During days 38 to 45, 0.2% chromium oxide was added to the diet of birds to determine AID of crude protein, calcium, and phosphorus. At the end of the experiment, 2 birds were randomly selected from each cage and slaughtered by cervical dislocation. A portion of the small intestine from Meckel’s diverticulum proximal to the ileocecal junction as ileal samples were collected for analysis AID. Chromium concentrations were determined by atomic absorption spectrophotometry (UV-1201; Shimadzu, Kyoto, Japan). The AID was calculated relative to chromium concentrations [24].

Relative weight of organs

The breast muscle, liver, bursa of fabricius, abdominal fat, spleen, and gizzard from the above slaughtered birds were removed and weighed to calculate the relative weight of organs. Then, the breast muscle was stored at 2°C for measuring meat quality. The organ indexes were measured using the following equation:
Organindex=OrganweightLivebodyweight×100%

Meat quality

A model CR-410 Chroma meter (Konica Minolta Sensing, Inc., Osaka, Japan) was used to measure the lightness, redness, and yellowness values. The value of lightness, redness, and yellowness were calculated as the average of three positions on the surface of each sample. The pH values of each breast meat sample were measured in duplicate using a pH meter (Fisher Scientific, Pittsburgh, PA, USA). Thereafter, a 0.20 g meat sample was pressed at 20.7 MPa for 3 minutes on a 125-mm-diameter piece of filter paper. The areas of the pressed sample and the expressed moisture were delineated and then determined using a digitizing area-line sensor (MT-10S; M.T. Precision Co. Ltd., Tokyo, Japan) to calculate the water holding capacity (WHC). About 5 g meat sample was stored in plastic bags and bath in 100°C water for 5 minutes to measure cooking loss. Then samples were cooled at room temperature. Cooking loss was calculated as:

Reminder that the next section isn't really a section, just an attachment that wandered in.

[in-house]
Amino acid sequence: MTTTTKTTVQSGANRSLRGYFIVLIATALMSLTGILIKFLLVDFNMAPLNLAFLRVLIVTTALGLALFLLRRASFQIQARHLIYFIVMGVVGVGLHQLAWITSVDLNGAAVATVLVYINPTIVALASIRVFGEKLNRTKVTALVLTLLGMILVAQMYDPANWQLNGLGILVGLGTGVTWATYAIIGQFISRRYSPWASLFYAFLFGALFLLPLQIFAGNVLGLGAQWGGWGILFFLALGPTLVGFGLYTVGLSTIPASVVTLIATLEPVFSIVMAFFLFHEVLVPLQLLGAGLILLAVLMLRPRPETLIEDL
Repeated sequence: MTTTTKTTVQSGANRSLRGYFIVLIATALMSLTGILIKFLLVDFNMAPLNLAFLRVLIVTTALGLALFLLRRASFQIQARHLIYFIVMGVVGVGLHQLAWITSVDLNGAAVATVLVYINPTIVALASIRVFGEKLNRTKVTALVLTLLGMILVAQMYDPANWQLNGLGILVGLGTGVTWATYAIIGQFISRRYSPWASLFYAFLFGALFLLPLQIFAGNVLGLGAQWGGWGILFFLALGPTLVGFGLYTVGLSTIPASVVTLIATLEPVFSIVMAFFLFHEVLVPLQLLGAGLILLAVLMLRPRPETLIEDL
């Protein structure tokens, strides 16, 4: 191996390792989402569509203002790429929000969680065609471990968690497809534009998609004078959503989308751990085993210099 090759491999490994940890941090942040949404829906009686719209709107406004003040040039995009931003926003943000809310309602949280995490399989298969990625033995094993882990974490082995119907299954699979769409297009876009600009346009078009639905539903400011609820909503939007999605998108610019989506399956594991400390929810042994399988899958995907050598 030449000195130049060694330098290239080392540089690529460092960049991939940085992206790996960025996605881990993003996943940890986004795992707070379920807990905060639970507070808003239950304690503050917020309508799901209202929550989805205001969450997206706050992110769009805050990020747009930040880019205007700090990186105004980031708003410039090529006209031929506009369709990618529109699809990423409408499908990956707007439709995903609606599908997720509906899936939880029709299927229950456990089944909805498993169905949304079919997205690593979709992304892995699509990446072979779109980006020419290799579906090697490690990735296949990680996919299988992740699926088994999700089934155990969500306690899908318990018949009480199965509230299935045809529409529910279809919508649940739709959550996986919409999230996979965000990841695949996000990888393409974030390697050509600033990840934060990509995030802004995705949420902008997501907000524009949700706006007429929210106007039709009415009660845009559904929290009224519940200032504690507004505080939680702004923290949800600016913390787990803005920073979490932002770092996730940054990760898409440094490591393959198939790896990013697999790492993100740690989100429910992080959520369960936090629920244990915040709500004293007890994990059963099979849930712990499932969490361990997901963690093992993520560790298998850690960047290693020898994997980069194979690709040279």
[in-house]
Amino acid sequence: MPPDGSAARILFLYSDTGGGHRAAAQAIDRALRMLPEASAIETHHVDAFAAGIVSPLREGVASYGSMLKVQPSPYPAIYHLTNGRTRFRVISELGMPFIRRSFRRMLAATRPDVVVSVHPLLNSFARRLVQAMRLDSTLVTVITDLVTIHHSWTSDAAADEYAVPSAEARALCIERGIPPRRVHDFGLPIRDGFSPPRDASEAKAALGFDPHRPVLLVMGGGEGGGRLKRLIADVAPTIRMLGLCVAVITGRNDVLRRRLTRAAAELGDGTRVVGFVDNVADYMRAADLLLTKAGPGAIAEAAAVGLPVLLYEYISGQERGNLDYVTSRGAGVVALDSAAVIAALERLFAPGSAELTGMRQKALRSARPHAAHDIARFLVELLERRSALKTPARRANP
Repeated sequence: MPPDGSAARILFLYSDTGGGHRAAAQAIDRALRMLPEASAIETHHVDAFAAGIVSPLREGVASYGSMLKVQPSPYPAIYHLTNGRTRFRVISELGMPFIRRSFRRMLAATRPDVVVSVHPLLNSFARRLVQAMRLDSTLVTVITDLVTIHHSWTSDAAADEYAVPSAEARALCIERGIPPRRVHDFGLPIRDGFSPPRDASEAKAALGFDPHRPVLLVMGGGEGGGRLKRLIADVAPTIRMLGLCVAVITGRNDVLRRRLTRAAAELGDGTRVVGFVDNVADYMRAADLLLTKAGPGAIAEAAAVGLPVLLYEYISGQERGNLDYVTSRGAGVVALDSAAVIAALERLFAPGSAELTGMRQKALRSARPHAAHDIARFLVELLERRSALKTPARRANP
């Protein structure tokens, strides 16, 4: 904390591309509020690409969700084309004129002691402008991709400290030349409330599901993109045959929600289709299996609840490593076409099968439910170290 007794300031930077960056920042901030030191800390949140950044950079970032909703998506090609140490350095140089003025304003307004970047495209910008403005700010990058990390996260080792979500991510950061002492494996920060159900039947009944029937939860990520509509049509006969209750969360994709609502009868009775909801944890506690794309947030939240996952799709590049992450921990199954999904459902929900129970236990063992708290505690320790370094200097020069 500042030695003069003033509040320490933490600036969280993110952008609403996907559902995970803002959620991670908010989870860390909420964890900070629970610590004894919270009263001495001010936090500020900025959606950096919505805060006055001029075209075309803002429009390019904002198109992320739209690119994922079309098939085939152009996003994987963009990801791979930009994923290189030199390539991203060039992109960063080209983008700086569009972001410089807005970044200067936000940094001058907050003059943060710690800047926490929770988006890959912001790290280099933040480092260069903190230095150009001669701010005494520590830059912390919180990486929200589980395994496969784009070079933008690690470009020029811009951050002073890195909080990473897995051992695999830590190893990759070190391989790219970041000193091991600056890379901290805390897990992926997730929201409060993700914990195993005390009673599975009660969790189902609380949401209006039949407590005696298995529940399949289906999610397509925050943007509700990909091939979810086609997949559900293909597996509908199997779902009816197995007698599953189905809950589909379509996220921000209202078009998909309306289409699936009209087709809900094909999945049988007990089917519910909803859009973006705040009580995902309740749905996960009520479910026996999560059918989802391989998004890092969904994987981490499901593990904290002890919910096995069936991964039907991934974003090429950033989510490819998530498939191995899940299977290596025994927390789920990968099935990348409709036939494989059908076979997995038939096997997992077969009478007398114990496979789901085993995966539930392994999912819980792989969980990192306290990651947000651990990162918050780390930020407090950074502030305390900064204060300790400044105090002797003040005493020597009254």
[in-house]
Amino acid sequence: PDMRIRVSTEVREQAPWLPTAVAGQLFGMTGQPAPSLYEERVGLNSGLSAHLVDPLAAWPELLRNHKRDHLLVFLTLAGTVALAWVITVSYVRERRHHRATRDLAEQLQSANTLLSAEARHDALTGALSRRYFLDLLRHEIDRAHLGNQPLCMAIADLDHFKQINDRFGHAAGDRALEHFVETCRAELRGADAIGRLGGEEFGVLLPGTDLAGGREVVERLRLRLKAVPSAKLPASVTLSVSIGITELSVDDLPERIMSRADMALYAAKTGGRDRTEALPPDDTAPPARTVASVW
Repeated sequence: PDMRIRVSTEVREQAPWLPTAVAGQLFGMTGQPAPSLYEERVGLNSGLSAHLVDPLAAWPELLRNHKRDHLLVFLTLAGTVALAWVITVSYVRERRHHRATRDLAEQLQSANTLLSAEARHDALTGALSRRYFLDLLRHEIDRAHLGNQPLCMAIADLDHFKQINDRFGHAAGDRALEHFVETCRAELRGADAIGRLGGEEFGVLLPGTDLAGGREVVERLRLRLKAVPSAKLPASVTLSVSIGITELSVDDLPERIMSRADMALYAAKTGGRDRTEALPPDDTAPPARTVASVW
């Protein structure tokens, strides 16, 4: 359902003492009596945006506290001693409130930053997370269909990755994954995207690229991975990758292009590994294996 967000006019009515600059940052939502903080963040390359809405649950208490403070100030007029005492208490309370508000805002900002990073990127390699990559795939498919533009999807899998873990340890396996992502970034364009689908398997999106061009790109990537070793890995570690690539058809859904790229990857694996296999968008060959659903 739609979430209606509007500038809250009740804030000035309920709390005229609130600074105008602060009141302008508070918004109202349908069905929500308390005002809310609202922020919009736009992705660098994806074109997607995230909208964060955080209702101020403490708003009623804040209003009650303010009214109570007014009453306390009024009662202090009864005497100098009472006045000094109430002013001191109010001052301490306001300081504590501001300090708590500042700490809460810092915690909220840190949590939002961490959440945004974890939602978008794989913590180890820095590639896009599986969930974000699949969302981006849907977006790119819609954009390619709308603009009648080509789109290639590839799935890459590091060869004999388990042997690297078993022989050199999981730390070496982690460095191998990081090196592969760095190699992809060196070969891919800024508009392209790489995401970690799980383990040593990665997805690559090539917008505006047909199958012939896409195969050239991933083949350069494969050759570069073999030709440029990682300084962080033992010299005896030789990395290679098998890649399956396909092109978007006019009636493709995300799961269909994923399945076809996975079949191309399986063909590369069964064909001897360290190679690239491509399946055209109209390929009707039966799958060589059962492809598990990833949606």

Cooking loss (%)=sampleweightbeforecooking-sampleweightaftercookingsampleweightbeforecooking)×100%
About 2 g of meat sample was suspended in a zipper bag in a 4°C environment and weighed on days 1, 3, 5, and 7 to calculate the drip loss.

Toe ash

The left and right middle toes were excised from the above slaughtered birds and pooled separately to yield four samples of toes per replicate cage. These were averaged for the statistical analysis of the toe ash data. The composite samples were dried overnight at 100°C, extracted in ether for 6 h, and ashed in a muffle furnace for 18 h at 600°C [25].

Footpad lesions score

Lesions score of footpad dermatitis was measured on day 44 for all birds. Footpad dermatitis was scored on a 4-point scale: score 0, no lesions on the footpad; score 1, small lesions of the footpad epithelium (<1 cm); score 2, larger lesions (>1 cm); and score 3, dorsal swelling visible (bumble foot) [10].

Statistical analysis

All data were statistically analyzed using the General Linear Model procedure (SAS Inst. Inc., Cary, NC, USA) in a randomized completely block design. The replicate cage was used as the experimental unit. Orthogonal contrasts were used to examine the linear and quadratic effects in response to increasing the dietary supplementation of phytase. Variability in the data was expressed as the standard error of means, p<0.05 was considered statistically significant.

RESULTS

The BWG during days 1 to 10 (p = 0.001), 25 to 38 (p = 0.016), 39 to 45 (p = 0.018), and 1 to 45 (p = 0.004), FI during days 25 to 38 (p = 0.032), and FCR during days 1 to 10 (p = 0.001), 39 to 45 (p = 0.038), and 1 to 45 (p = 0.012) increased linearly as the levels of phytase increased in the diet. However, phytase supplementation did not affect the mortality (Table 2).
Feeding broiler chicks with phytase-containing diet linearly increased the AID of phosphorus (p = 0.049), while did not affect the AID of calcium and crude protein (Table 3).
The carcass weight linearly increased with the increase in phytase levels in the diet (p = 0.035). However, dietary supplementation of phytase had no effects on the relative weight of breast muscle, liver, bursa of fabricius, abdominal fat, spleen, and gizzard (Table 4).